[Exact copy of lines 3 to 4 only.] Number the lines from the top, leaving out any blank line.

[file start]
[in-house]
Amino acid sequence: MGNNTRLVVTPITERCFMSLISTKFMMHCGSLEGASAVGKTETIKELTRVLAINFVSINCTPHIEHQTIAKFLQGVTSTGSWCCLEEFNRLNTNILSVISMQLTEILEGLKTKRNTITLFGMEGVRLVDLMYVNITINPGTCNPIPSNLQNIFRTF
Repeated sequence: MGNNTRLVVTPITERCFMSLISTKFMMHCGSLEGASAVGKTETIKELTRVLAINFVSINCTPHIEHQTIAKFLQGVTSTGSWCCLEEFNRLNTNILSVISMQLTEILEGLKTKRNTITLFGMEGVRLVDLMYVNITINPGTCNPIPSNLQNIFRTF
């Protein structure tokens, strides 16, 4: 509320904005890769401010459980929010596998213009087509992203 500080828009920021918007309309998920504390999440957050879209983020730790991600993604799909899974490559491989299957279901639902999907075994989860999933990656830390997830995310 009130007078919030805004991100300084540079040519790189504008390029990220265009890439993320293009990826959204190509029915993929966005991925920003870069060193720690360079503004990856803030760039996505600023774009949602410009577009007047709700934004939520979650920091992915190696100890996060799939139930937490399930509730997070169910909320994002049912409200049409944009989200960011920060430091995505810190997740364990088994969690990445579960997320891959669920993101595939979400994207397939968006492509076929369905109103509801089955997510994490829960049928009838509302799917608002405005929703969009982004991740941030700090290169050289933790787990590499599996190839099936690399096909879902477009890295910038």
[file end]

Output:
Repeated sequence: MGNNTRLVVTPITERCFMSLISTKFMMHCGSLEGASAVGKTETIKELTRVLAINFVSINCTPHIEHQTIAKFLQGVTSTGSWCCLEEFNRLNTNILSVISMQLTEILEGLKTKRNTITLFGMEGVRLVDLMYVNITINPGTCNPIPSNLQNIFRTF
């Protein structure tokens, strides 16, 4: 509320904005890769401010459980929010596998213009087509992203 500080828009920021918007309309998920504390999440957050879209983020730790991600993604799909899974490559491989299957279901639902999907075994989860999933990656830390997830995310 009130007078919030805004991100300084540079040519790189504008390029990220265009890439993320293009990826959204190509029915993929966005991925920003870069060193720690360079503004990856803030760039996505600023774009949602410009577009007047709700934004939520979650920091992915190696100890996060799939139930937490399930509730997070169910909320994002049912409200049409944009989200960011920060430091995505810190997740364990088994969690990445579960997320891959669920993101595939979400994207397939968006492509076929369905109103509801089955997510994490829960049928009838509302799917608002405005929703969009982004991740941030700090290169050289933790787990590499599996190839099936690399096909879902477009890295910038």